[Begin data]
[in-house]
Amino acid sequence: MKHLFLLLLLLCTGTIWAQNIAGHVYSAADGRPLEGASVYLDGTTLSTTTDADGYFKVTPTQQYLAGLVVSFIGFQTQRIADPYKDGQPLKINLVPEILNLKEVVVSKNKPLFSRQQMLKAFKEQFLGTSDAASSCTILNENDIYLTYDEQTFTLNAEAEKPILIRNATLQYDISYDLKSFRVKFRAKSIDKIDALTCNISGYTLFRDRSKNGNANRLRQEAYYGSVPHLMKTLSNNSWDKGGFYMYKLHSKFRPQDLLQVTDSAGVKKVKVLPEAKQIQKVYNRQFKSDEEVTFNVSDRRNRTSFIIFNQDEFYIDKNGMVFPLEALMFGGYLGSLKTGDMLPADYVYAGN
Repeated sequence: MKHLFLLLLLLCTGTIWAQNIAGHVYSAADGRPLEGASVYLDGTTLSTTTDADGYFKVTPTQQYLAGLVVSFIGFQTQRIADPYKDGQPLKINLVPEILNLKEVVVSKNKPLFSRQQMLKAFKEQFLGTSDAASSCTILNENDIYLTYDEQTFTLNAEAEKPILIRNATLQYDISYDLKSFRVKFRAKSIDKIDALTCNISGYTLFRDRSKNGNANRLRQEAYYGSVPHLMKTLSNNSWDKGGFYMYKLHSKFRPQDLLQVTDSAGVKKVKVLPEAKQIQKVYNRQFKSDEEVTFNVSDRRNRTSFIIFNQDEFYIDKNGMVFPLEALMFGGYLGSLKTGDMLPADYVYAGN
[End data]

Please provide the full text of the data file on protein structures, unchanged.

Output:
[in-house]
Amino acid sequence: MKHLFLLLLLLCTGTIWAQNIAGHVYSAADGRPLEGASVYLDGTTLSTTTDADGYFKVTPTQQYLAGLVVSFIGFQTQRIADPYKDGQPLKINLVPEILNLKEVVVSKNKPLFSRQQMLKAFKEQFLGTSDAASSCTILNENDIYLTYDEQTFTLNAEAEKPILIRNATLQYDISYDLKSFRVKFRAKSIDKIDALTCNISGYTLFRDRSKNGNANRLRQEAYYGSVPHLMKTLSNNSWDKGGFYMYKLHSKFRPQDLLQVTDSAGVKKVKVLPEAKQIQKVYNRQFKSDEEVTFNVSDRRNRTSFIIFNQDEFYIDKNGMVFPLEALMFGGYLGSLKTGDMLPADYVYAGN
Repeated sequence: MKHLFLLLLLLCTGTIWAQNIAGHVYSAADGRPLEGASVYLDGTTLSTTTDADGYFKVTPTQQYLAGLVVSFIGFQTQRIADPYKDGQPLKINLVPEILNLKEVVVSKNKPLFSRQQMLKAFKEQFLGTSDAASSCTILNENDIYLTYDEQTFTLNAEAEKPILIRNATLQYDISYDLKSFRVKFRAKSIDKIDALTCNISGYTLFRDRSKNGNANRLRQEAYYGSVPHLMKTLSNNSWDKGGFYMYKLHSKFRPQDLLQVTDSAGVKKVKVLPEAKQIQKVYNRQFKSDEEVTFNVSDRRNRTSFIIFNQDEFYIDKNGMVFPLEALMFGGYLGSLKTGDMLPADYVYAGN